Inside the Times: “There’s been a relentlessness of bad news and a difficulty in getting outside the 24-hour news cycle”

From a Times Insider column by Sarah Bahr headlined “Stepping Back to Look Ahead”:

In 2018, despite having recently published a series of articles on how climate change was challenging the world’s cities that was a finalist for the Pulitzer Prize, Michael Kimmelman, The New York Times’s architecture critic, felt unsatisfied.

He wanted more. He wanted to find a way to explore the variety of intersecting challenges — such as immigration and housing affordability — that the world’s urban hubs face, as well as how addressing those issues could enable social and economic progress.

So he approached Joseph Kahn, the managing editor of The Times, with a pitch: I want to step back from the news cycle and examine how the challenges that the world’s communities are facing will shape their future. A few years later, that idea became the mission behind Headway, a new Times initiative that uses journalism to evaluate the progress that the world has made toward large-scale goals and interrogates what progress even means.

“Especially during the last several years, there’s been both a relentlessness of bad news and a difficulty in getting outside the 24-hour news cycle,” said Mr. Kimmelman, who serves as Headway’s editor at large. “There’s an appetite for another conversation at another pace.”

In Headway’s first article, which was published in December, Mr. Kimmelman examined the battle to protect Lower Manhattan from rising seas through the lens of climate resiliency. The article was part of Headway’s debut series, “Hindsight,” which followed up on forecasts from decades past to see whether goals had been met. Five of the articles in the series included a multiple-choice question that asked readers to gauge the world’s progress on long-term goals, such as controlling the spread of H.I.V. or reducing carbon emissions, that were expected to have been achieved by 2021. (The results may inspire future Headway projects.)

“I was surprised how pessimistic people were,” said Matt Thompson, Headway’s lead editor. “They answered assuming the worst-case scenario.” He said that most readers answered only one out of five questions correctly.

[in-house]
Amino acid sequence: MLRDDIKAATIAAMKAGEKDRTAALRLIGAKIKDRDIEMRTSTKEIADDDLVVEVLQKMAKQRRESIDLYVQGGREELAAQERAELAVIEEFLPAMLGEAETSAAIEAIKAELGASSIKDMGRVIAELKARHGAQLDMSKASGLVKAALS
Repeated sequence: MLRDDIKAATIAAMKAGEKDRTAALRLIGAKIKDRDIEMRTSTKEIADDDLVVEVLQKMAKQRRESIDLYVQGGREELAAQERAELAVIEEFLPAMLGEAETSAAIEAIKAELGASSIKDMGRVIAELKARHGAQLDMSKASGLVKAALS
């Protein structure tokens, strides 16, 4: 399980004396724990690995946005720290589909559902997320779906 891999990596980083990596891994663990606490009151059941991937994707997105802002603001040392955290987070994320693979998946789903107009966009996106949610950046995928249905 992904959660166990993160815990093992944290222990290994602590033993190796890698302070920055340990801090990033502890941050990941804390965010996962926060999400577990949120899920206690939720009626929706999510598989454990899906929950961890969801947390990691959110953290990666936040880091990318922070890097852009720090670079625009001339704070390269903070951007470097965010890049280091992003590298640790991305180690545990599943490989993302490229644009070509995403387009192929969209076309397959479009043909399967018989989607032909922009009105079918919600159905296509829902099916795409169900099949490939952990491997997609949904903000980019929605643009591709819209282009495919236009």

But Mr. Thompson said he was not discouraged by the low correct-response rate.

“The whole point was to get people to look past their visions of how they expected the future would play out,” he said.

Two additional Hindsight articles — one about the divergent fortunes of wind and solar energy in the United States and another on the urbanization of the megacity Delhi in India — were published online in January. Accompanying them was a letter from Mr. Thompson inviting readers to share their hopes, fears and expectations for 2022, as a way to inform future Headway reporting projects. This month, the Headway team will begin to roll out longer stories, including one that explores efforts to protect a precious natural resource in Africa whose greatest value to humans is contingent upon its remaining in the ground.

Vera Titunik, Headway’s deputy editor, said the team of reporters, editors and visual journalists, who are part of The Times’s special projects group, led by Monica Drake, aims to publish about 10 to 12 major projects per year. She anticipates these will include 5,000-word long-form pieces or ambitious visual journalism as well as shorter stories.

Because the initiative receives nonprofit funding by organizations such as the Ford Foundation, there is no paywall on Headway’s stories, Ms. Titunik said. “It’s the spirit that it’s open to everybody,” she said.

A crucial part of the Headway initiative — and one that is still in the early stages of development — is a community forum known as the Public Square. The team plans to create a collaborative space for readers to exchange ideas about solutions to global challenges both online and through in-person debates and events. Headway hopes to host the events at high schools, museums and universities across the country once coronavirus restrictions are lifted, Terry Parris Jr., Headway’s Public Square editor, said.

“We want to reach as many people as possible, particularly young people,” he said. “We want to step back and see how we can inject ourselves directly into communities that might not otherwise be engaging with us.”

In the coming years, the Headway team hopes to explore topics like the inefficiency of the global waste cycle, the effectiveness of rewilding, the effort to conserve and restore natural physical resources and the innovative ways that cities in the United States have tried to tackle homelessness. One target is to produce another set of Hindsight stories late this year that revisits past hopes and expectations and asks what we can learn from the outcome.

Ultimately, Mr. Thompson said, the Headway team acknowledges that bringing attention to problems does not automatically solve them. But maybe, he says, over the three years the initiative is currently set to last, the team can create a forum to help the world more consciously think its way forward.

“One of the most powerful things journalism can do is help people concentrate their attention over time, not just in a narrow window of what is happening at this moment,” he said. “How is what’s unfolding now going to ripple out for decades to come?”

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